We also do very well in business intelligence, where we’re not really threatening anyone’s job, except maybe the data scientist’s, except they tend to appreciate us, too, because it allows them to take time to hypothesize, theorize, and draw conclusions.
One of the things I notice when I read anxious writing about automation and robotics is zero-sum thinking. But people who love to write, or don’t think they know how to do anything else, seem to forget that they’re information consumers, too. Before I can share anything with my readers, I have to first consume it and understand it. NLG seems like it could inform writing rather than replace it.
I don’t think there are too many people for whom writing is the only skill they have. Even in journalism, writing is just a part of that overall skillset. It’s not the only thing they do. Maybe if you’re writing fiction, it’s the only thing you do, but even then, you’re doing creative things that make you better than someone else. But writing as a mechanical exercise hasn’t changed for a very long time. And the things that are threatening sports journalism, for instance, have to do with plummeting ad sales. The changes in sports broadcast journalism--the Hollywoodization of that field--has nothing to do with automation.
Horse-and-buggy manufacturers lost their minds when Henry Ford came out with the Model T. The question then becomes: Do you want to build a faster horse-and-buggy, or do you want to start learning about how these cars work?
That said, I do understand the automation principle. It’s coming to white collar and thinking careers the same way it did for manufacturing and blue collar careers in the 70s and 80s. That’s what happens. Horse-and-buggy manufacturers lost their minds when Henry Ford came out with the Model T. The question then becomes: Do you want to build a faster horse-and-buggy, or do you want to start learning about how these cars work?
I think more people are jumping into that. We all have computers in our pockets now. It’s not as scary as was 10 years ago.
It’s funny that you bring up poetry and fiction. If a writer is at the top of the writing skill hierarchy, they’re maybe not too anxious about the bottom getting eaten away by automation. But then I wonder: Could NLG tell good fiction stories?
Perhaps. But poets and fiction writers can take relief in the fact that machines are terrible at that kind of creativity, and I don’t think I’ll live long enough to regret saying that they’ll never be good at it.
To me, there’s a human element that goes into the artistic side of writing that machines can’t replicate. Once computers understand the human condition, then I think we’ve got a better shot at it. But we’re not at artificial intelligence yet, we’re at machine learning, which is derivative of AI. Computers don’t think, and I’m not sure they ever will the way a human thinks. And I also write. I write fiction, I write columns, and I don’t feel threatened by this technology.
When you think of...the art of writing, you’re talking about endless possibilities for creativity, which machines are terrible at.
I think what machines are always going to be really good at is providing information about large sets of data. And as machines evolve, the larger those data sets are, the more we’ll be able to get from them. But if you look at machine learning, you see machines are good at doing one niche thing really well. If you give them more than one task, they start to falter. When you think of writing--not just the mechanics of constructing a sentence--but the art of writing, you’re talking about endless possibilities for creativity, which machines are terrible at. Granted, we’ve taught our machines to be creative, but there’s a limit too. A machine isn’t making decisions about how snarky to be when it sends you your draft recap. Humans are telling it how snarky to be based on the data.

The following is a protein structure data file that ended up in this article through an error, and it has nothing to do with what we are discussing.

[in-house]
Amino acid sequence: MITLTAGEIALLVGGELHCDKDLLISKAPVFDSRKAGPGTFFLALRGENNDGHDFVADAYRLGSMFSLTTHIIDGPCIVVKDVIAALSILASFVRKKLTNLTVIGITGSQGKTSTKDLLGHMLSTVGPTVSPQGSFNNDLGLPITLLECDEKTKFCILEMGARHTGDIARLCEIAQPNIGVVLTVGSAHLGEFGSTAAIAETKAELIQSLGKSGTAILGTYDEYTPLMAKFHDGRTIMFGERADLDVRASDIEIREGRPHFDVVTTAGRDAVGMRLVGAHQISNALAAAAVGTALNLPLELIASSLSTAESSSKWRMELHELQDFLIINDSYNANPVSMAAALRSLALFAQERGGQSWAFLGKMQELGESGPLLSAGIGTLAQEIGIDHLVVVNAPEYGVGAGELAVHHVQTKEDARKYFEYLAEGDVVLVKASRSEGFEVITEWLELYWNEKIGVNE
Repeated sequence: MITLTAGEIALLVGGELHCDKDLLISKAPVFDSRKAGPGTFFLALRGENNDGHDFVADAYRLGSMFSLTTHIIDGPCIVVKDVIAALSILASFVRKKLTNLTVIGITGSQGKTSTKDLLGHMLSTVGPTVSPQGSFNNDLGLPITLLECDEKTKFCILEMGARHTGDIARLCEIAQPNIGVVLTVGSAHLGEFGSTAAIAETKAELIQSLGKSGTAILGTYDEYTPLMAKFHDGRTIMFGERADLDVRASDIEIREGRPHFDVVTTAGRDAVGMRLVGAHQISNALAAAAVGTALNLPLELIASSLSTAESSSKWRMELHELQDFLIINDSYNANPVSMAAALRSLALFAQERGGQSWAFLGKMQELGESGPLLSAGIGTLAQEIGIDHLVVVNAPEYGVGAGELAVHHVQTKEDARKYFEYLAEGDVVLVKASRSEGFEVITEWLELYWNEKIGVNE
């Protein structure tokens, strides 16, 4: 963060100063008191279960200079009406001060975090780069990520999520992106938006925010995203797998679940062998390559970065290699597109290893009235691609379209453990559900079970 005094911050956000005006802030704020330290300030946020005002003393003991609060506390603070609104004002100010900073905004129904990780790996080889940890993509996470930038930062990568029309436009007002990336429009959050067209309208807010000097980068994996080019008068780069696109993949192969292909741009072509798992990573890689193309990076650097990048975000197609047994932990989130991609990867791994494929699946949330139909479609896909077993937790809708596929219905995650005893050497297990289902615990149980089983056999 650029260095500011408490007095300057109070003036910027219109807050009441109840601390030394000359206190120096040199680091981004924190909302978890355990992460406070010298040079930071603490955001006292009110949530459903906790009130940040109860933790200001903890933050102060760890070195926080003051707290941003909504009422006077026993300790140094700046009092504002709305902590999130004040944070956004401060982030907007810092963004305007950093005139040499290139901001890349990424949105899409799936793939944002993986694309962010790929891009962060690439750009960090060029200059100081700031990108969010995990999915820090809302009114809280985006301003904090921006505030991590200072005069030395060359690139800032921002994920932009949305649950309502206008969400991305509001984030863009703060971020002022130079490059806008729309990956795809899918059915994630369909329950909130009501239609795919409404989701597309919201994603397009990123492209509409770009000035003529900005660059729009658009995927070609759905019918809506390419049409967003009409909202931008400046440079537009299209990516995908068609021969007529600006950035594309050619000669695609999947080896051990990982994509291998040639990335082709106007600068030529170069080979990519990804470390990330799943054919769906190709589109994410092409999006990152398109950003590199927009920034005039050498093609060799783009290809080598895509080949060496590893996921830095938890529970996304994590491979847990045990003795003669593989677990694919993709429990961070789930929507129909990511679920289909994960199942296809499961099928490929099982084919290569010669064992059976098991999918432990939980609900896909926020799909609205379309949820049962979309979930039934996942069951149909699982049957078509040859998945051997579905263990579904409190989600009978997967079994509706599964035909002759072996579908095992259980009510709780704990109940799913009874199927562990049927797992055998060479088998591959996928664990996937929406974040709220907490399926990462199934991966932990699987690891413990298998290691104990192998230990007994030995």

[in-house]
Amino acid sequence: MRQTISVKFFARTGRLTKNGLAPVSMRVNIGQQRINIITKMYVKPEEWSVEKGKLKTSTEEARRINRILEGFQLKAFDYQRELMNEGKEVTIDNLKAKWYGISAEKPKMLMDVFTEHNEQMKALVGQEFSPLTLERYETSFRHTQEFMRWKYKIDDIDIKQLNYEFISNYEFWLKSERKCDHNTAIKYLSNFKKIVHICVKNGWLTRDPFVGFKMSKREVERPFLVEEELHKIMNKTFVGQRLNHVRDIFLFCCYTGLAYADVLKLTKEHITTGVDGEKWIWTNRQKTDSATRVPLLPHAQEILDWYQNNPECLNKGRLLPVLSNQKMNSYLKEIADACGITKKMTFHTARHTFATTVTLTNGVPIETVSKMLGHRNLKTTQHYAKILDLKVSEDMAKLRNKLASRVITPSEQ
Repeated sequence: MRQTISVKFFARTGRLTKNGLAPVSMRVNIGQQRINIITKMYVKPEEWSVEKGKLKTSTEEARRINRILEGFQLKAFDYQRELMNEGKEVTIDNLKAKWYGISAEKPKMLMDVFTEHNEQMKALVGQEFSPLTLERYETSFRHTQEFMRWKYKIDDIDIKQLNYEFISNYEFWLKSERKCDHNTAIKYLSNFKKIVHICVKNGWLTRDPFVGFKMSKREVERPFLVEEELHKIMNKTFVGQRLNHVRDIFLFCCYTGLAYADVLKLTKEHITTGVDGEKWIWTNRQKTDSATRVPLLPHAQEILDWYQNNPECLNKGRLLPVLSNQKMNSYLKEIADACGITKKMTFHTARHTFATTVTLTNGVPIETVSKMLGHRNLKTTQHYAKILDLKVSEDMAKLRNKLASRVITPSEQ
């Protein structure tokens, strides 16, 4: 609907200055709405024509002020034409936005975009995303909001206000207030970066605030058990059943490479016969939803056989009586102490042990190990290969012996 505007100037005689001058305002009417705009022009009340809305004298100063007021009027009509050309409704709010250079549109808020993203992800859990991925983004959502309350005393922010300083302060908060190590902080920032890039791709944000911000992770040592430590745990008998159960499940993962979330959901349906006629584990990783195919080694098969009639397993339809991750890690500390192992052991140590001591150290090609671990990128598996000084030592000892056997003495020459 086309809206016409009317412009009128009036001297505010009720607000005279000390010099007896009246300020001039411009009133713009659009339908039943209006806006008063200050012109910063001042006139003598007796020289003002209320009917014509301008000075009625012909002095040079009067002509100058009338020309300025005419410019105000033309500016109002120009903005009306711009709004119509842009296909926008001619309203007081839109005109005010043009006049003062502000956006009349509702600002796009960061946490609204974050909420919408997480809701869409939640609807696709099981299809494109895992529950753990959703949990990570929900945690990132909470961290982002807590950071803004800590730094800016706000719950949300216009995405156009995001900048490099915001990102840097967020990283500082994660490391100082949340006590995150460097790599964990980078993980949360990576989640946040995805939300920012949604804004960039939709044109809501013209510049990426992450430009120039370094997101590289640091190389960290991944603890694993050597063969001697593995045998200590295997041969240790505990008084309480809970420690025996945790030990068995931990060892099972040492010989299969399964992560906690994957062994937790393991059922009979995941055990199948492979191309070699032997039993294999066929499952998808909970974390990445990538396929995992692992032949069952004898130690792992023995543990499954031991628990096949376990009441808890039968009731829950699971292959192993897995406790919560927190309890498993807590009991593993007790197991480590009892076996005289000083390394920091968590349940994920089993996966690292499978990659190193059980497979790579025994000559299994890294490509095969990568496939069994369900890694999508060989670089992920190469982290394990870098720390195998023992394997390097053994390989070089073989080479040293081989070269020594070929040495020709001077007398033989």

There seems to be a tonal difference between what I might get using Wordsmith, which is Automated Insight’s plug-and-play content creator, and what gets generated by Automated Insight’s NLG engine for Yahoo! What explains that difference?
We wanted to make something the average person could use to do automated content without spending six or seven figures.
When we do something like a fantasy football recap, that’s our writers coding in NLG. Wordsmith is a more template-based approach. We did that because a template-based approach is much easier to understand. It doesn’t take much to understand branching, but in terms of the code we use in the NLG engine, that takes understanding machine learning concepts and programming concepts, which eliminates a good portion of the population. We wanted to make something the average person could use to do automated content without spending six or seven figures. Like, maybe there’s an automated report they have to do 50 times a month, or product descriptions or stock reports. A template-based approach made more sense.
We want to make Wordsmith work more and more like our Natural Language Generation engine without having that be a burden on the user. So we’re using machine learning to make Wordsmith suggestive and predictive about what the user is trying to communicate. Eventually, our bet is that Wordsmith users will have the same kind of content-creation power that we have when we make content using our NLG engine.
Where is NLG not being used that it could be or should be used?
One of the interesting developments about NLG over the last three years is that it really is no longer vertical specific. We were called Statsheet when we started, and did college basketball statistics. When I got involved six years ago, we started doing automated content. Then after our first round of fundraising, we changed our name to Automated Insights and went vertical agnostic. So we’re seeing opportunities for NLG in more places, but we’re still only scratching the surface.